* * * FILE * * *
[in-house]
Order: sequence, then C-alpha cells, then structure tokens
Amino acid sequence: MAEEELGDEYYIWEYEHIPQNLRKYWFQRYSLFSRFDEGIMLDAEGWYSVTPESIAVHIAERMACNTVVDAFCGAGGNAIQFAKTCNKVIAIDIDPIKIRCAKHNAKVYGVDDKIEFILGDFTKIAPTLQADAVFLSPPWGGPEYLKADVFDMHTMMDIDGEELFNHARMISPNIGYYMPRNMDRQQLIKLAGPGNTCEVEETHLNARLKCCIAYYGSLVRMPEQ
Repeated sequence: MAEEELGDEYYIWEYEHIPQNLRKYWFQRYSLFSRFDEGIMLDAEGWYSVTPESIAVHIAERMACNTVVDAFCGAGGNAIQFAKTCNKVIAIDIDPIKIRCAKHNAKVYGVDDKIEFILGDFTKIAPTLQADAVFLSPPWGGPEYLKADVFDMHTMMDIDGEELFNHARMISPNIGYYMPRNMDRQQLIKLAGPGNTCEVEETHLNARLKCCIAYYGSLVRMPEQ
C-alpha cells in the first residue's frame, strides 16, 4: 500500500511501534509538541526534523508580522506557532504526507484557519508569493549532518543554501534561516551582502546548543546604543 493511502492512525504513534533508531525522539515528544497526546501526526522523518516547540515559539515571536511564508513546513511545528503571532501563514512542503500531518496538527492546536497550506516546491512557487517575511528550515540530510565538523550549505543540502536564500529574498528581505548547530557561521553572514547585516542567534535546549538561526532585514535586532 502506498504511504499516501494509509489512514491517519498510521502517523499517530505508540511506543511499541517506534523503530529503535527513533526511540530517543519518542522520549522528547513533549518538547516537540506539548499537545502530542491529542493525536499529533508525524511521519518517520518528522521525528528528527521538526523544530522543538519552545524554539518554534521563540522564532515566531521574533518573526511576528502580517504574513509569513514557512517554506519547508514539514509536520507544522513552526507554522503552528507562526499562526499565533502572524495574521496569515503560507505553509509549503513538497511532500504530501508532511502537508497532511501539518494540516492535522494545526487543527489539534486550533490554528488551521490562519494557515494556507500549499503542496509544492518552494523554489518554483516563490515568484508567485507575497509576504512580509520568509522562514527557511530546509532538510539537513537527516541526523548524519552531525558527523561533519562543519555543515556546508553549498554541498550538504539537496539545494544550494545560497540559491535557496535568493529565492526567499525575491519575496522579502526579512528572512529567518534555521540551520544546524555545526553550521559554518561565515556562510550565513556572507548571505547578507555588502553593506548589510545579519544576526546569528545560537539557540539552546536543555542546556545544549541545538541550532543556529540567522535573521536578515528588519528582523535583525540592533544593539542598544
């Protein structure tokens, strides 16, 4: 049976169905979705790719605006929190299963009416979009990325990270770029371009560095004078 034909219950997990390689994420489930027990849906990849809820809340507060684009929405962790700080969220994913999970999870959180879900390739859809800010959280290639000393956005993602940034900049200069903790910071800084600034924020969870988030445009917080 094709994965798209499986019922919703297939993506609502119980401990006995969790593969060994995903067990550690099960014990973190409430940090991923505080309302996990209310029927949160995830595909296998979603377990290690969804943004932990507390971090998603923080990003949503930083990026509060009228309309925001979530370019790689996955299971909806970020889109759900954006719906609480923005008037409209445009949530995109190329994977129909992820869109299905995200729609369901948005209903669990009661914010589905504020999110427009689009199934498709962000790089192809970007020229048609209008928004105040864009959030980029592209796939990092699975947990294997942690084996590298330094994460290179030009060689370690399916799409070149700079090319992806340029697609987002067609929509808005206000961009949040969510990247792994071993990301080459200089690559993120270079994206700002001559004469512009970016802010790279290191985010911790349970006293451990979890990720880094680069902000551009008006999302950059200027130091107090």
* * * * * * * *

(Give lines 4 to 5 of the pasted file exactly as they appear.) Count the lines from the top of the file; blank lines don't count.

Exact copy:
Repeated sequence: MAEEELGDEYYIWEYEHIPQNLRKYWFQRYSLFSRFDEGIMLDAEGWYSVTPESIAVHIAERMACNTVVDAFCGAGGNAIQFAKTCNKVIAIDIDPIKIRCAKHNAKVYGVDDKIEFILGDFTKIAPTLQADAVFLSPPWGGPEYLKADVFDMHTMMDIDGEELFNHARMISPNIGYYMPRNMDRQQLIKLAGPGNTCEVEETHLNARLKCCIAYYGSLVRMPEQ
C-alpha cells in the first residue's frame, strides 16, 4: 500500500511501534509538541526534523508580522506557532504526507484557519508569493549532518543554501534561516551582502546548543546604543 493511502492512525504513534533508531525522539515528544497526546501526526522523518516547540515559539515571536511564508513546513511545528503571532501563514512542503500531518496538527492546536497550506516546491512557487517575511528550515540530510565538523550549505543540502536564500529574498528581505548547530557561521553572514547585516542567534535546549538561526532585514535586532 502506498504511504499516501494509509489512514491517519498510521502517523499517530505508540511506543511499541517506534523503530529503535527513533526511540530517543519518542522520549522528547513533549518538547516537540506539548499537545502530542491529542493525536499529533508525524511521519518517520518528522521525528528528527521538526523544530522543538519552545524554539518554534521563540522564532515566531521574533518573526511576528502580517504574513509569513514557512517554506519547508514539514509536520507544522513552526507554522503552528507562526499562526499565533502572524495574521496569515503560507505553509509549503513538497511532500504530501508532511502537508497532511501539518494540516492535522494545526487543527489539534486550533490554528488551521490562519494557515494556507500549499503542496509544492518552494523554489518554483516563490515568484508567485507575497509576504512580509520568509522562514527557511530546509532538510539537513537527516541526523548524519552531525558527523561533519562543519555543515556546508553549498554541498550538504539537496539545494544550494545560497540559491535557496535568493529565492526567499525575491519575496522579502526579512528572512529567518534555521540551520544546524555545526553550521559554518561565515556562510550565513556572507548571505547578507555588502553593506548589510545579519544576526546569528545560537539557540539552546536543555542546556545544549541545538541550532543556529540567522535573521536578515528588519528582523535583525540592533544593539542598544